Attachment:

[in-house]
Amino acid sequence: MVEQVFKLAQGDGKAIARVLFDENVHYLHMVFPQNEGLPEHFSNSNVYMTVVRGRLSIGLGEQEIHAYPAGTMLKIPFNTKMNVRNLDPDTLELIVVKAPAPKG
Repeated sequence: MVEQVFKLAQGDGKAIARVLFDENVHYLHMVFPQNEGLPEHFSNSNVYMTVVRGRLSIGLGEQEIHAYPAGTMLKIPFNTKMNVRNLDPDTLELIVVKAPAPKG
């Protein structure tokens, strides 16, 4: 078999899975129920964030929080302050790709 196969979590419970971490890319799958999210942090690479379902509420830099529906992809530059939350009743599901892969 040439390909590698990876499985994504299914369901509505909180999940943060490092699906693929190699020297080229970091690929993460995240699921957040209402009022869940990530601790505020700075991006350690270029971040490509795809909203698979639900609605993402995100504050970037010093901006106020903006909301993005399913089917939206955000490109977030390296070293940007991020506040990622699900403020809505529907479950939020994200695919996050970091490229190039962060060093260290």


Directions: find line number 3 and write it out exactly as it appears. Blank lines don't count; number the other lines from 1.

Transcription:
Repeated sequence: MVEQVFKLAQGDGKAIARVLFDENVHYLHMVFPQNEGLPEHFSNSNVYMTVVRGRLSIGLGEQEIHAYPAGTMLKIPFNTKMNVRNLDPDTLELIVVKAPAPKG